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Antebrachial Fascia
Connective Tissue

Antebrachial Fascia

Fascia antebrachii

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Anatomical Relations

The antebrachial fascia is attached to the olecranon, posterior border of the ulna, and the lateral and medial epicondyles. Superiorly, the antebrachial fascia is continuous with the brachial fascia of the arm. Inferiorly the fascia is thickened and becomes the extensor retinaculum posteriorly and palmar carpal ligament anteriorly.

Veins and nerves pierce the fascia to travel from the deep compartments of the forearm to reach superficial targets.

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Structure

The antebrachial fascia is a dense fascia that is thickest posteriorly and inferiorly.

Function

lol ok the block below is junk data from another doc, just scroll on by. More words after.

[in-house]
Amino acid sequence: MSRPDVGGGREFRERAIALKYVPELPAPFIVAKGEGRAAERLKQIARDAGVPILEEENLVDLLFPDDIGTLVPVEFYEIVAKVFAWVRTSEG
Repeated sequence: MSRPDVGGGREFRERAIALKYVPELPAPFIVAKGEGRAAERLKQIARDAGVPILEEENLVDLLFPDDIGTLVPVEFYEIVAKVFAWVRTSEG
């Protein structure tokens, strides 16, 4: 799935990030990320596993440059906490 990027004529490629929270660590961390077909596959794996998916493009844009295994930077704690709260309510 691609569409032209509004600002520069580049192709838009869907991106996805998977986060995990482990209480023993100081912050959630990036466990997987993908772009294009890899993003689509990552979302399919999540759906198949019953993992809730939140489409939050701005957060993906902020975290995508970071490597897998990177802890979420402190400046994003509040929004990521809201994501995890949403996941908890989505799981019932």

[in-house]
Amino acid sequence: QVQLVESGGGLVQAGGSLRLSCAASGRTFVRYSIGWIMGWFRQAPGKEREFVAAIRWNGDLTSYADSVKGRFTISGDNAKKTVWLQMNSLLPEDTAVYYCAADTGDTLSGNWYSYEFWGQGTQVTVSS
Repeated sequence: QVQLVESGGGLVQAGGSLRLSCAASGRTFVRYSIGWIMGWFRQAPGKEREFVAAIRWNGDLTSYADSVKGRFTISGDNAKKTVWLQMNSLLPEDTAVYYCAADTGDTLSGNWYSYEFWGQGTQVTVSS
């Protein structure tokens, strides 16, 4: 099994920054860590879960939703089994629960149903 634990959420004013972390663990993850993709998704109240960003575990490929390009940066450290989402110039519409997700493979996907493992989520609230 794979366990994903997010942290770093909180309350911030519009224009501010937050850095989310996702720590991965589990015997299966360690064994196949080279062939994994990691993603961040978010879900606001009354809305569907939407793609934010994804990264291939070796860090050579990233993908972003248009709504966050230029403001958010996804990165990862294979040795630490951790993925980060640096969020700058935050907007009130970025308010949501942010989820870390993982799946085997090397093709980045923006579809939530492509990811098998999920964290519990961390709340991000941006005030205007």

The antebrachial fascia gives attachment to tendinous fibers of triceps brachii and biceps brachii. These attachments strengthen the antebrachial fascia. The antebrachial fascia completes the separation of the anterior and posterior muscular compartments of the forearm, which are separated by the interosseous membrane.

The anterior or posterior neuromuscular compartments of the forearm house muscles of similar function and common innervation. Muscles in the anterior compartment of the forearm are mainly flexors, while muscles in the posterior compartment are mainly extensors. The fascial compartments of the upper limb are important clinically because they contain and direct the flow and spread of infection and hemorrhages in the limb.

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Antebrachial Fascia

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The wrist-level extension of the transverse carpal ligament is the antebrachial fascia that covers the nerve.

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